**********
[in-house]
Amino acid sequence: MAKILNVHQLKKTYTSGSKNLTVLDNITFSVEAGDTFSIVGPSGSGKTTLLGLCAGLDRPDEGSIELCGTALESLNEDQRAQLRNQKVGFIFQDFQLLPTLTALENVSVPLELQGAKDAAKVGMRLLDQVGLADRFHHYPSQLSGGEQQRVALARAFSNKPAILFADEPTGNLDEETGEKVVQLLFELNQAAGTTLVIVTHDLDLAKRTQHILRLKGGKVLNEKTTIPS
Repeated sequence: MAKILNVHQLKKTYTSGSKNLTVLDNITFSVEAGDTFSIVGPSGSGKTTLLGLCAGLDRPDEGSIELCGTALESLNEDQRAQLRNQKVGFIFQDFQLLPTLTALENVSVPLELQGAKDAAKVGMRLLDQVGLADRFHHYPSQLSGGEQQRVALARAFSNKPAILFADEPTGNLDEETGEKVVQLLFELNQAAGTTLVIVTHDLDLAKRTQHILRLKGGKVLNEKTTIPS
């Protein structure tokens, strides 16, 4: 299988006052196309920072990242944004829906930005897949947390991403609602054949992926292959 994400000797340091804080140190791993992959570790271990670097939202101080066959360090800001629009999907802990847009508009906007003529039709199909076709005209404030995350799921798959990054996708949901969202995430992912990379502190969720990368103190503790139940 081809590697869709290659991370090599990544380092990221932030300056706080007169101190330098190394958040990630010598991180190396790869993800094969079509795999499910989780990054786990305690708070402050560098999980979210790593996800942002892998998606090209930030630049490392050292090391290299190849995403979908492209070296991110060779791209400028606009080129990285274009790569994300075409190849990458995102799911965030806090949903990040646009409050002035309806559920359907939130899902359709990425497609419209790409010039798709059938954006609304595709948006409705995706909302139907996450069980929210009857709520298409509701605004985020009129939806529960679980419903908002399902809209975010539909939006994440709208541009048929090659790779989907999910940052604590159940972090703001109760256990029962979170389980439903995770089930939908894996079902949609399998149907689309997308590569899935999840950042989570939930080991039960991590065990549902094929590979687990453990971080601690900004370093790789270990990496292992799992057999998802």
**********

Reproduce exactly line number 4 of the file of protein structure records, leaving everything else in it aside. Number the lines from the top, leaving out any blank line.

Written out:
């Protein structure tokens, strides 16, 4: 299988006052196309920072990242944004829906930005897949947390991403609602054949992926292959 994400000797340091804080140190791993992959570790271990670097939202101080066959360090800001629009999907802990847009508009906007003529039709199909076709005209404030995350799921798959990054996708949901969202995430992912990379502190969720990368103190503790139940 081809590697869709290659991370090599990544380092990221932030300056706080007169101190330098190394958040990630010598991180190396790869993800094969079509795999499910989780990054786990305690708070402050560098999980979210790593996800942002892998998606090209930030630049490392050292090391290299190849995403979908492209070296991110060779791209400028606009080129990285274009790569994300075409190849990458995102799911965030806090949903990040646009409050002035309806559920359907939130899902359709990425497609419209790409010039798709059938954006609304595709948006409705995706909302139907996450069980929210009857709520298409509701605004985020009129939806529960679980419903908002399902809209975010539909939006994440709208541009048929090659790779989907999910940052604590159940972090703001109760256990029962979170389980439903995770089930939908894996079902949609399998149907689309997308590569899935999840950042989570939930080991039960991590065990549902094929590979687990453990971080601690900004370093790789270990990496292992799992057999998802």